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13 Ways To Break The Pattern During A Speech

We humans acclimate rather quickly to unchanging stimuli. Just as we normally tune out the feel of our shirt, the gentle hum of a ceiling fan, and the comforting scent of our morning coffee, we tune out speakers who become too predictable.

But that offers us a vital clue about how to keep our audiences interested: do the opposite. Just as we evolved the capacity to tune out static, we developed a keen ability to detect change in the environment. We notice things that are different—or that “break a pattern.”

In this post, you’ll learn more about retaining the audience’s attention—and learn 13 ways to break the pattern.

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Concrete or Abstract

Where Are You On The Abstraction Ladder?

In his 1949 book Language in Thought and Action, linguist S.I. Hayakawa explained his “Abstraction Ladder.” As he visualized it, the bottom rungs contained the most concrete ideas (a cow named Bessie), while the top rungs contained more abstract concepts (he used “livestock” and “farm asset” as examples).

Great presentations rarely remain at the top of the ladder for long. Concrete examples—which contain the vivid detail and emotional content that stick with audiences—are found toward the bottom rung.

Still, both types of content have an important role to play. Here’s how to balance your concrete and abstract material perfectly.

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Be a Water Fountain, Not a Fire Hose | Public Speaking

The human brain is wired not to guzzle new information in an onslaught, but to digest it in modest sips. Memory studies show that most people can retain only a few “chunks” of information at a time—as few as three or four—and information that doesn’t get richly encoded at the time of exposure often disappears within seconds, never making the critical journey to long-term storage.

If our goal is to shine a light on the points that matter most, we must strip away those that don’t. Here are a few ideas about how to do that most effectively.

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How To Deliver A Great Speech From Memory

Audiences can often tell when a speaker has memorized their talk. It’s almost as if someone has pressed play on the presenter—but when the speaker forgets a word or loses their place, you can practically see the tape unspooling from their brain’s cassette.

And yet, it’s undeniable that some impressive speakers possess the rare talent of delivering a memorized script while sounding conversational and reacting in the moment to unexpected events.

If you’re determined to memorize your talk, you’ll want to remember these three words.

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Four Tips When Speaking From A Teleprompter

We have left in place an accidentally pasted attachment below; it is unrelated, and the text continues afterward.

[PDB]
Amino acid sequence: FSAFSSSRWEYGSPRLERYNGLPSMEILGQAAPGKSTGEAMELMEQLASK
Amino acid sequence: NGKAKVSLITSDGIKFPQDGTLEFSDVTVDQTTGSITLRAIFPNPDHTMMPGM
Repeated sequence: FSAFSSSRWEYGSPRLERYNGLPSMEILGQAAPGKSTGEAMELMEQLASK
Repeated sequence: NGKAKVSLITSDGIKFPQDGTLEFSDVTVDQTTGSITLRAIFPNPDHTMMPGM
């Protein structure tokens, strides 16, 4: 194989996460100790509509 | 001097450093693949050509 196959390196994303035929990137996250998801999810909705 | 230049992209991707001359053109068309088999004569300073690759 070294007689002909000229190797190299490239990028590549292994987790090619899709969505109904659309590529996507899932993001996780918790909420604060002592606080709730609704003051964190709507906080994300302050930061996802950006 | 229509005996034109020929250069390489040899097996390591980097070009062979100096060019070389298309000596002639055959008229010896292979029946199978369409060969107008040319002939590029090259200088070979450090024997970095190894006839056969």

There it is: your entire presentation, sitting in front of you on a teleprompter like a warm, comfortable, digital security blanket. Politicians use them. TV hosts use them. Why shouldn’t you?

The most direct answer is that speaking from a teleprompter is hard. If most speakers who read from a prepared script sound like they’re reading from a script, imagine how much tougher it is to read one from two small panels of glass, flanked on the speaker’s left and right sides!

Because it’s difficult for most speakers to develop a rapport with their audiences while using a teleprompter, we typically discourage their use. But in limited circumstances, teleprompters can remain a useful tool.

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How To Deliver A Great Presentation Using “Holes”

We frequently work with executives who open a practice speech with a statement along these lines: “Thank you for coming. I’m excited that you joined us today for this unprecedented announcement.”

The problem? They’re reading those opening lines from their scripts while looking down and making scant eye contact with their audiences. Here’s what I tell them when we review their tapes together: If a line intended to be sincere has to be read from the page, it will lose all sincerity.

That’s why we encourage many speakers using a script to insert a “hole.” Here’s how to do it.

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How To Deliver A Great Presentation From A Script

I’ll often ask a client who delivers a practice talk with a full script to do it again, but with a twist: I take their script away. Their second versions are usually better—and often include interesting information they omitted the first time. It turns out that when they’re not restrained by a tight script, they’re freer to communicate in the spoken language they typically would.

That exercise offers an important clue: If you plan to write a script, don’t write it as your first step.

In this post, you’ll find several tips to help you read a speech without sounding like you’re reading from a script.

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How To Deliver A Great Presentation Using Notes

Most of today’s presentations are delivered from notes, not formal scripts. Such an approach allows speakers to benefit from having the best of two worlds: a well-organized structure and a conversational tone.

Notes typically take the form of bulleted lists or outlines, but can also include a few verbatim passages for quotes or transitions that require precision. As you practice, eliminate as many words from your notes as possible and keep only what’s necessary to trigger your memory.

Think of those memory triggers like golf: the fewer the words, the better your score. In this post, you’ll find several tips for scoring with notes.

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